Under article 58 par. 1-3, the Appeals Body deliberates behind closed doors (par. 1). Within the framework of the appeal proceedings, the Appeals Body re-examines the case from both a factual and a legal perspective (par. 2). The decision by the Appeals Body upholds, amends or overturns the contested decision. In the case of a fundamental mistrial, the Appeals Body can overturn the contested decision and refer the case back to the Control, Ethics and Disciplinary Body for reassessment (par. 3).
Decisions by the Appeals Body are final, subject to Articles 62 and 63 of the UEFA Statutes (article 58 par. 3).
Ad b
Article 62 of UEFA Statutes Edition 2014 provides:
1 Any decision taken by a UEFA organ may be disputed exclusively before the CAS in its capacity as an appeals arbitration body, to the exclusion of any ordinary court or any other court of arbitration.
2 Only parties directly affected by a decision may appeal to the CAS. However, where doping-related decisions are concerned, the World Anti-Doping Agency (WADA) may appeal to the CAS.
3 The time limit for appeal to the CAS shall be ten days from the receipt of the decision in question.
4 An appeal before the CAS may only be brought after UEFA’s internal procedures and remedies have been exhausted.
5 An appeal shall not have any suspensory effect as a stay of execution of a disciplinary sanction, subject to the power of the CAS to order that any disciplinary sanction be stayed pending the arbitration.
6 The CAS shall not take into account facts or evidence which the appellant could have submitted to an internal UEFA body by acting with the diligence required under the circumstances, but failed or chose not to do so.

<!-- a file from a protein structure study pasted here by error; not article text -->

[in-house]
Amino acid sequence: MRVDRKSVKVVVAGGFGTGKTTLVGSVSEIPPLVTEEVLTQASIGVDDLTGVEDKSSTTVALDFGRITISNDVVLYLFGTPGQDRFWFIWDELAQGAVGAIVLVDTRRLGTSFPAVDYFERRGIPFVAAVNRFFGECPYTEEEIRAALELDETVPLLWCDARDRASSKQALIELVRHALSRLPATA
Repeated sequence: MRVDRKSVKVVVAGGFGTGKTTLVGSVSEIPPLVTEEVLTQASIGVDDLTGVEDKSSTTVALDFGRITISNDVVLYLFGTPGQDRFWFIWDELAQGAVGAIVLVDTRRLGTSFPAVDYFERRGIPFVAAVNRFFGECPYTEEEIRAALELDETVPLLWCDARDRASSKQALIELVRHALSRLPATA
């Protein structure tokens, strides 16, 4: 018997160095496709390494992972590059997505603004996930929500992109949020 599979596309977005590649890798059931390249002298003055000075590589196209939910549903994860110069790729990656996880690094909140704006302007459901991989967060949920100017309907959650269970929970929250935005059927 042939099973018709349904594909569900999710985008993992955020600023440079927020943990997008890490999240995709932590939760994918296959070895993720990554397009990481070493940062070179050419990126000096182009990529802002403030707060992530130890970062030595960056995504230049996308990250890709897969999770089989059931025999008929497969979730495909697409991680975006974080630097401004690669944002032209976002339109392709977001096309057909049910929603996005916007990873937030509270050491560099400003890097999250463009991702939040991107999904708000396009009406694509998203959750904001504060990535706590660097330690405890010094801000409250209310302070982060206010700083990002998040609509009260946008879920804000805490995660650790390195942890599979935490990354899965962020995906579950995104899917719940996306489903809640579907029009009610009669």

As for CAS, for the appeals procedure, an award must be pronounced within three months after the transfer of the file to the Panel. In urgent cases and upon request, the CAS may, within a very short time, order interim measures or suspend the execution of a decision appealed against.
VIII. Waiver of “qualification”
Boniek and Mioduski confirmed that one of solutions unofficially approved by UEFA is that Celtic would waive “qualification” for the benefit of Legia. The Scottish club didn't agree to do so and – in particular following its official statement – it is highly unlikely it will agree. However, in his letter to Celtic, Mioduski wrote inter alia:
I therefore call on you to refer to your best traditions of honour and honesty (…). Do not destroy your legacy that you inherited from the past generations of “The Bhoys”. I call you to act according to the spirit of the game and the rules of fair-play (…).
HERE you can read the whole letter.
There was no offer from Legia to play an additional match, like it has been suggested in multiple international reports.
IX. Summary
From legal standpoint, the case is not complicated. Bereszynski was suspended under disciplinary decision and The Control, Ethics and Disciplinary Body was obliged to declare the second leg of the tie forfeit, although some procedural provisions of UEFA Disciplinary Regulations, Edition 2014 could have been breached thereby (we don't know relevant facts). Latin legal principles Ignorantia iuris nocet and Dura lex sed lex fit perfectly with the case.
From moral standpoint, for many journalists and fans in Poland the penalty is too severe. It has been compared to such ridiculous hypothetical penalties as “25 years of imprisonment for stealing a lolly pop”. However, others respond “you have to respect rules under which you agreed to play”.
And here we, the Poles, are. Divided once again. This time - over the Polish club having been punished for breaching the law.
TAGS: Champions League Poland Legia Warszawa